Marlene Dietrich wasn't an icon for me until I saw her in Destry Rides Again, and then I wanted to see all her movies. I knew that she first had succeMarlene Dietrich wasn't an icon for me until I saw her in Destry Rides Again, and then I wanted to see all her movies. I knew that she first had success in Weimar Germany. My concept of Weimar Germany is based on The Berlin Stories: The Last of Mr Norris/Goodbye to Berlin, a short story collection by Christopher Isherwood which is best known for its musical adaptation, Cabaret. I imagined Marlene Dietrich within that environment which was so unconventional and so free. This was the Marlene Dietrich that I expected to see in Marlene by C. W. Gortner, and he met my expectations in spades. I received my copy of Marlene from Edelweiss in return for this honest review.
As I read C.W. Gortner's vision of Marlene Dietrich, I felt that she represented Weimar Germany's zeitgeist ( a German word that means the spirit of the time), and she never really became part of Hollywood. Hollywood studios tried to dictate what sort of life she led, but she carved out an existence for herself that was independent of Hollywood expectations. She always looked for ways to get around rules in order to do as she pleased.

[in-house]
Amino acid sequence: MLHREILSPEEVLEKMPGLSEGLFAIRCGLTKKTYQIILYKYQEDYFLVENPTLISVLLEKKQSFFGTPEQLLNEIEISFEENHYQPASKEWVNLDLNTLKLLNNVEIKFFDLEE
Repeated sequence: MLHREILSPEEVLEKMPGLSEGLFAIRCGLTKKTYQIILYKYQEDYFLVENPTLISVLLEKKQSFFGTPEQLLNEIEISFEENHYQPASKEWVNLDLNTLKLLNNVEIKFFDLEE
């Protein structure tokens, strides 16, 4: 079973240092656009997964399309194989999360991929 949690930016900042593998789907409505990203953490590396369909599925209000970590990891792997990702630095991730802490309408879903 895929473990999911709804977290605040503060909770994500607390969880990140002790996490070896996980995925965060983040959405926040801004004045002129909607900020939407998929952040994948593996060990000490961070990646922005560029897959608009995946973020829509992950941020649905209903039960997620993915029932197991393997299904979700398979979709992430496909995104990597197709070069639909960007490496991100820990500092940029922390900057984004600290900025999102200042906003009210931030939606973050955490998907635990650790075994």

Readers who are uncomfortable with a protagonist who has a great deal of sex with both genders should not read this book. Neither should readers who are upset by adultery. Marlene was bisexual, and had unconventional views about relationships.
I found this novel very entertaining and I would definitely read another book by C.W. Gortner.
I am rather fond of the concept on which the Saint-Germain vampire novels by Chelsea Quinn Yarbro is based because they are really historical fiction I am rather fond of the concept on which the Saint-Germain vampire novels by Chelsea Quinn Yarbro is based because they are really historical fiction from the POV of an ancient immortal being who is an outsider in every human culture. I enjoy them because I love historical fiction particularly when they are from the perspective of an outsider. Unfortunately, many recent novels in the Yarbro series contained a great many irrelevant info dumps to display the author's research. I got tired of them and stopped reading the series.
So I was delighted to find Sinfonia: First Notes on the Lute by David W. Landrum which is the first volume in a series about Nelleke, a musician who was born in 16th century Holland. I received a free copy from the author in return for this honest review.
The novel tells the story of how Nelleke became a vampire. Landrum accurately portrays the era's severe restrictions on girls and women that led Nelleke to flee her native country for Elizabethan England. Landrum's depiction of Elizabethan England as a culture of contradictions and extremes was quite believable. He obviously did his research.
The most interesting aspect of Sinfonia's universe is that Landrum develops vampire society. Readers will judge these vampires on the basis of their own ethical code. A vegan probably wouldn't consider any vampires ethically compatible.
I enjoyed Nelleke as a character and would like to continue to read about her in historical contexts.